Parliament’s powerful Environmental Audit Committee unearths evidence of over a decade of government failings or ‘cover-ups’ over air quality premature deaths
Martin Horwood, Liberal Democrat MP for Cheltenham, obtains confirmation from expert that ‘Clean Air in London’s’ best estimate of 3,460 premature deaths (and up to 7,900) due to dangerous airborne particles in London in 2005 is correct
EAC establishes that government: should be referring to ‘premature deaths’ in line with international practice; and has been slow in updating air quality statistics
Communication campaign is needed urgently to boost public understanding of the dangers of poor air quality with advice on ‘mitigation’ and ‘adaptation’
The cross-party Campaign for Clean Air in London (CCAL) congratulates Parliament’s powerful Environmental Audit Committee (EAC) on the rapid progress of its hard hitting and effective inquiry into whether the UK has an effective strategy to comply with its air quality obligations. It is clear today the UK does not have such a strategy.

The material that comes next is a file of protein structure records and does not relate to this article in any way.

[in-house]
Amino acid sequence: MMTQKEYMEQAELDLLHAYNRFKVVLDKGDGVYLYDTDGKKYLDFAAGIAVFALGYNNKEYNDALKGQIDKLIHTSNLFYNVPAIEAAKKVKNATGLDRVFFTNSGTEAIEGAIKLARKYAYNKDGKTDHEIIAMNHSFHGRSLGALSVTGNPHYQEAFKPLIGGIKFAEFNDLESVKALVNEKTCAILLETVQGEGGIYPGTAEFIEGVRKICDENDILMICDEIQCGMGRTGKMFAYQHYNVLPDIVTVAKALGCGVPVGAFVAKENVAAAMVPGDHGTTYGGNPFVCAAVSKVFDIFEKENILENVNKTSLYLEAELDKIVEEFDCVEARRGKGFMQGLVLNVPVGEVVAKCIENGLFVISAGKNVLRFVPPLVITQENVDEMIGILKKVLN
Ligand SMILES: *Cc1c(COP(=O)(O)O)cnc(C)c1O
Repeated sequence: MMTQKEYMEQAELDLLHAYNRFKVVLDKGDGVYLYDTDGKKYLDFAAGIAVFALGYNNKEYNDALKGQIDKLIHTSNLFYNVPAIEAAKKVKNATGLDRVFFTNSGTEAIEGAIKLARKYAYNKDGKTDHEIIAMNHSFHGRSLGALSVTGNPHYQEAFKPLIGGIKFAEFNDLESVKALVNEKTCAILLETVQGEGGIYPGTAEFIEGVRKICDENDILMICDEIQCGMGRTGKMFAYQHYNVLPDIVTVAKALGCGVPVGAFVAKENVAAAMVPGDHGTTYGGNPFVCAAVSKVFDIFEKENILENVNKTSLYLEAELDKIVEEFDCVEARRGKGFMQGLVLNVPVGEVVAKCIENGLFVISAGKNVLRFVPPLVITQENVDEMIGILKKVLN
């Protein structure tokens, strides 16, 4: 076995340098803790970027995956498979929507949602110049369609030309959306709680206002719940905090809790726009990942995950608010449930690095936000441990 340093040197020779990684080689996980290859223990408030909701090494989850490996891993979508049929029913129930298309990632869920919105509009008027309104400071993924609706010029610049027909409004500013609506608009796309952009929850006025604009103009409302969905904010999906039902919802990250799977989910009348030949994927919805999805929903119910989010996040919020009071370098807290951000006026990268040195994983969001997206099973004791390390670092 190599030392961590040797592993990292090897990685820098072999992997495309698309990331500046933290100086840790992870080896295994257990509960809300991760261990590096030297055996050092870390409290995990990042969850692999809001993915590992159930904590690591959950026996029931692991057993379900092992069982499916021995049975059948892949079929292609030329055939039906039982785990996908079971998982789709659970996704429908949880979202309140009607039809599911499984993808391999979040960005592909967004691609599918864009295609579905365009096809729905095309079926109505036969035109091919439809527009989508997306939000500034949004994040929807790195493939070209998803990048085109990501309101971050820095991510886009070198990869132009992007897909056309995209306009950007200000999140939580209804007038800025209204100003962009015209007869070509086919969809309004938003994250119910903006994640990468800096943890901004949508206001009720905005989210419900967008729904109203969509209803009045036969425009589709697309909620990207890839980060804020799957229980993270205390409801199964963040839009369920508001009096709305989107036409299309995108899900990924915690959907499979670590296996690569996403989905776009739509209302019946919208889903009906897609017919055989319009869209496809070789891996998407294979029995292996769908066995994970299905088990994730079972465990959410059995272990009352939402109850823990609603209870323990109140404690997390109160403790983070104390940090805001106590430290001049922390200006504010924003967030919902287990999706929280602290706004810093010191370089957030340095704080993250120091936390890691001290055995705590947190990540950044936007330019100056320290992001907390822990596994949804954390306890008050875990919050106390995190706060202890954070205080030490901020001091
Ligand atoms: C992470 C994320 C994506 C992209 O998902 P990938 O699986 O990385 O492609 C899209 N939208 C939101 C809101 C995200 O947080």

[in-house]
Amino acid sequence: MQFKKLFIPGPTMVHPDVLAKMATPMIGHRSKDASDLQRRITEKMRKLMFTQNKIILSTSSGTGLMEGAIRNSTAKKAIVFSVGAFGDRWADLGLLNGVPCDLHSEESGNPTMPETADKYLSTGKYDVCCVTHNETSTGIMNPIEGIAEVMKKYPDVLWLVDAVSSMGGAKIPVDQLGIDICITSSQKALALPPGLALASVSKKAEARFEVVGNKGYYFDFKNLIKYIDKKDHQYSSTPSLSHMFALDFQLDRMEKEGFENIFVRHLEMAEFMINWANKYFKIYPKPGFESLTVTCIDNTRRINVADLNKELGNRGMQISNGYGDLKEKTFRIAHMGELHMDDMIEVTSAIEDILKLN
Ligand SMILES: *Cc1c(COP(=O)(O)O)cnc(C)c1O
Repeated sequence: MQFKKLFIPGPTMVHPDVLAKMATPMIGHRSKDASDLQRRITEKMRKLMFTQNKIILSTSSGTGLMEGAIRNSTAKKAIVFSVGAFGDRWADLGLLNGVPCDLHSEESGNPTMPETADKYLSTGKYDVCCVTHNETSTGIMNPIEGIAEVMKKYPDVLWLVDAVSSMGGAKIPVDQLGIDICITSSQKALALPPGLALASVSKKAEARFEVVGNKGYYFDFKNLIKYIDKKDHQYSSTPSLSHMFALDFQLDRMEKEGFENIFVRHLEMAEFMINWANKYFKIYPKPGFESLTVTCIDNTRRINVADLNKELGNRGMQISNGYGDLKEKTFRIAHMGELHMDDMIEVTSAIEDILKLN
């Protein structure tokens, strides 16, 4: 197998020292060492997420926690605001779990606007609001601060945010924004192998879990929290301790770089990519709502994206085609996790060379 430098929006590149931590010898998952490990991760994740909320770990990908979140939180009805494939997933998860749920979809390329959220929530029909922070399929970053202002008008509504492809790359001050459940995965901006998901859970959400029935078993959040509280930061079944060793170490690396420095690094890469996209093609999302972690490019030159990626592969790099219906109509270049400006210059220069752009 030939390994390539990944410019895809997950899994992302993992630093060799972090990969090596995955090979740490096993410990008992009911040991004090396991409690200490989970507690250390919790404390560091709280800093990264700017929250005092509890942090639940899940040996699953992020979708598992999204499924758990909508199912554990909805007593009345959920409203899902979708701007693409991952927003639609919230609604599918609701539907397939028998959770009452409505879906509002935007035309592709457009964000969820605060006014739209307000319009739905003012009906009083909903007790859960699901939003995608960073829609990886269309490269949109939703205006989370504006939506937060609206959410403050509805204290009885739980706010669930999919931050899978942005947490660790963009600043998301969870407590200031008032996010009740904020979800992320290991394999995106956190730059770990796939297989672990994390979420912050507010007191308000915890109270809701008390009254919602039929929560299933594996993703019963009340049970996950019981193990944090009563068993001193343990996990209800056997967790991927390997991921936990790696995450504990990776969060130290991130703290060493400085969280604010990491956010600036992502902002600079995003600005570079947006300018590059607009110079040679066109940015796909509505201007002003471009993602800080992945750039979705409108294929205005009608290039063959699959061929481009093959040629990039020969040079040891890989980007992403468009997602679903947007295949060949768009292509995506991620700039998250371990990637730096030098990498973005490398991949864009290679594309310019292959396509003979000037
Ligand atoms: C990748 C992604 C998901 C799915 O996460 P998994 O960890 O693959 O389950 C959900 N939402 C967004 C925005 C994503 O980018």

Environmental Audit Committee second oral evidence session
The EAC held its second oral evidence session today as part of its air quality inquiry. Those interviewed included:
- Dr Ian S McRae, Senior Technical Manager; Energy, Emissions and Air Pollution Group, Transport Research Laboratory;
- Professor Frank Kelly and Dr Gary Fuller of the Environmental Research Group, King’s College London; and
- Graham Pendlebury, Director, Environment and International Directorate; Iain Forbes, Head of Air Quality Branch; and Chris Parkin, Head of Engineering Standards Branch, Department for Transport
The webcast of the second oral evidence session can be seen at:
Simon Birkett, Founder of the Campaign for Clean Air in London, said: